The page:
After collecting data, the method of converting raw data into meaningful statement; includes data processing, data analysis, and data interpretation and presentation.
Data reduction or processing mainly involves various manipulations necessary for preparing the data for analysis. The process (of manipulation) could be manual or electronic. It involves editing, categorizing the open-ended questions, coding, computerization and preparation of tables and diagrams.
Information gathered during data collection may lack uniformity. Example: Data collected through questionnaire and schedules may have answers which may not be ticked at proper places, or some questions may be left unanswered. Sometimes information may be given in a form which needs reconstruction in a category designed for analysis, e.g., converting daily/monthly income in annual income and so on. The researcher has to take a decision as to how to edit it.
Editing also needs that data are relevant and appropriate and errors are modified. Occasionally, the investigator makes a mistake and records and impossible answer. “How much red chilies do you use in a month” The answer is written as “4 kilos”. Can a family of three members use four kilo chilies in a month? The correct answer could be “0.4 kilo”.
Care should be taken in editing (re-arranging) answers to open-ended questions. Example: Sometimes “don’t know” answer is edited as “no response”. This is wrong. “Don’t know” means that the respondent is not sure and is in a double mind about his reaction or considers the questions personal and does not want to answer it. “No response” means that the respondent is not familiar with the situation/object/event/individual about which he is asked.
Coding of data:
Coding is translating answers into numerical values or assigning numbers to the various categories of a variable to be used in data analysis. Coding is done by using a code book, code sheet, and a computer card. Coding is done on the basis of the instructions given in the codebook. The code book gives a numerical code for each variable.
Now-a-days, codes are assigned before going to the field while constructing the questionnaire/schedule. Pose data collection; pre-coded items are fed to the computer for processing and analysis. For open-ended questions, however, post-coding is necessary. In such cases, all answers to open-ended questions are placed in categories and each category is assigned a code.
Manual processing is employed when qualitative methods are used or when in quantitative studies, a small sample is used, or when the questionnaire/schedule has a large number of open-ended questions, or when accessibility to computers is difficult or inappropriate. However, coding is done in manual processing also.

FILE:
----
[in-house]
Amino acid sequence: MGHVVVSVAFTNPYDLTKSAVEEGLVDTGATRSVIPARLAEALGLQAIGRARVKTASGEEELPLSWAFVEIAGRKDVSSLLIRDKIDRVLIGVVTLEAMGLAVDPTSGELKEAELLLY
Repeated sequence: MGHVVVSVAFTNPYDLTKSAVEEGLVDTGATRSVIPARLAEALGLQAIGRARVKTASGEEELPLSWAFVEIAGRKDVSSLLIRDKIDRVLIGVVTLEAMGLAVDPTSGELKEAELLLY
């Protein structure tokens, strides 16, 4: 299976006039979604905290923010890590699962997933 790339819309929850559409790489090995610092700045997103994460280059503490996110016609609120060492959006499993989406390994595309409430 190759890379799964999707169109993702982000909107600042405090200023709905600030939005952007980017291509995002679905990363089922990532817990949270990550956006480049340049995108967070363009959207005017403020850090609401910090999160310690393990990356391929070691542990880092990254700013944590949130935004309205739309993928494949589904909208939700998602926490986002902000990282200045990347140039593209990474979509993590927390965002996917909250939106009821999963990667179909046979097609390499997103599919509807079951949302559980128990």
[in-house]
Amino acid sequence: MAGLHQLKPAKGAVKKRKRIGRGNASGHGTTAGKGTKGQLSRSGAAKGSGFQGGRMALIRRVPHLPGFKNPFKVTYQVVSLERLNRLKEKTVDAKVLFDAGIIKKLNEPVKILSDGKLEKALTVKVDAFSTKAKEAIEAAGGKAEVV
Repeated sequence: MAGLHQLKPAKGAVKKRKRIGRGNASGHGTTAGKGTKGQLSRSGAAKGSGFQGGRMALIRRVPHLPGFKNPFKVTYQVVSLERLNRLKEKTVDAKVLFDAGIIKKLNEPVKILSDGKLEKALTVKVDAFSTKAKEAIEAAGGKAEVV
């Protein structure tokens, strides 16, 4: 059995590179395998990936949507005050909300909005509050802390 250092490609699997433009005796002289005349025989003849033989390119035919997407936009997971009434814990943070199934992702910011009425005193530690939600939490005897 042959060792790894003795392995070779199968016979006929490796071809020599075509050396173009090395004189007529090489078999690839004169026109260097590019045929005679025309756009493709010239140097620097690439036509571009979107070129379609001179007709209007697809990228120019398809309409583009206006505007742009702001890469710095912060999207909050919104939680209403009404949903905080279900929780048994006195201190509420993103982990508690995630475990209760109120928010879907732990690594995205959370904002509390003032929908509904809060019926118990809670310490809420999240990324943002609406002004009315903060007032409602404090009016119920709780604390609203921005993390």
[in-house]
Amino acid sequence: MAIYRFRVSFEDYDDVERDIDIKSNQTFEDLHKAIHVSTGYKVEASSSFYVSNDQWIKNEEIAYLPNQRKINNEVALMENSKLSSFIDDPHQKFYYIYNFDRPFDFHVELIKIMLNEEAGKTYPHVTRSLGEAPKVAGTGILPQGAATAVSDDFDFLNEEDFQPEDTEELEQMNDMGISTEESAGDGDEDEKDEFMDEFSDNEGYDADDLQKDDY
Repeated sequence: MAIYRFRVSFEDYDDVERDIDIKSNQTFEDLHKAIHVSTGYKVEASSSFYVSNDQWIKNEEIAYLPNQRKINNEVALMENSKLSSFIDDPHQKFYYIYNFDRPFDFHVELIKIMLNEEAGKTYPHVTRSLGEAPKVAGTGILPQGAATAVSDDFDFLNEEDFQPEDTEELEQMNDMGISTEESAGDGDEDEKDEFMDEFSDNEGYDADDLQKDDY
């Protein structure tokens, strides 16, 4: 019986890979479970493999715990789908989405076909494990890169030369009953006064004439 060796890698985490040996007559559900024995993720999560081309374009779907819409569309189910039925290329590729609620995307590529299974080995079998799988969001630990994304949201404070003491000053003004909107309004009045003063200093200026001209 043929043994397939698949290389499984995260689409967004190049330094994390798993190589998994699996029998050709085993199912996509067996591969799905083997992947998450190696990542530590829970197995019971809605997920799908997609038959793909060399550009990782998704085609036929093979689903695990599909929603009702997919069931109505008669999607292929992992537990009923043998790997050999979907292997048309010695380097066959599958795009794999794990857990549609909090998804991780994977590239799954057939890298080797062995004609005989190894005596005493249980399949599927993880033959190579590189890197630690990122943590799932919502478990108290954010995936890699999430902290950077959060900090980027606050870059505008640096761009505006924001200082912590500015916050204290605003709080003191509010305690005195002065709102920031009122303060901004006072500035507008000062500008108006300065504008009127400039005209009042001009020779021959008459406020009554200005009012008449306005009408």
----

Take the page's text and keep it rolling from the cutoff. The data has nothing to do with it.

Sarantakos (1998: 343) defines distribution of data as a form of classification of scores obtained for the various categories or a particular variable. There are four types of distributions:
1. Frequency distribution
2. Percentage distribution
3. Cumulative distribution
4. Statistical distributions
In social science research, frequency distribution is very common. It presents the frequency of occurrences of certain categories. This distribution appears in two forms:
Ungrouped: Here, the scores are not collapsed into categories, e.g., distribution of ages of the students of a BJ (MC) class, each age value (e.g., 18, 19, 20, and so on) will be presented separately in the distribution.
Grouped: Here, the scores are collapsed into categories, so that 2 or 3 scores are presented together as a group. For example, in the above age distribution groups like 18-20, 21-22 etc., can be formed)
It is also possible to give frequencies not in absolute numbers but in percentages. For instance instead of saying 200 respondents of total 2000 had a monthly income of less than Rs. 500, we can say 10% of the respondents have a monthly income of less than Rs. 500.
It tells how often the value of the random variable is less than or equal to a particular reference value.
Statistical data distribution:
In this type of data distribution, some measure of average is found out of a sample of respondents. Several kind of averages are available (mean, median, mode) and the researcher must decide which is most suitable to his purpose. Once the average has been calculated, the question arises: how representative a figure it is, i.e., how closely the answers are bunched around it. Are most of them very close to it or is there a wide range of variation?
Tabulation of data:
After editing, which ensures that the information on the schedule is accurate and categorized in a suitable form, the data are put together in some kinds of tables and may also undergo some other forms of statistical analysis.
Table can be prepared manually and/or by computers. For a small study of 100 to 200 persons, there may be little point in tabulating by computer since this necessitates putting the data on punched cards. But for a survey analysis involving a large number of respondents and requiring cross tabulation involving more than two variables, hand tabulation will be inappropriate and time consuming.
Usefulness of tables:
Tables are useful to the researchers and the readers in three ways:
1. The present an overall view of findings in a simpler way.
2. They identify trends.
3. They display relationships in a comparable way between parts of the findings.
By convention, the dependent variable is presented in the rows and the independent variable in the columns.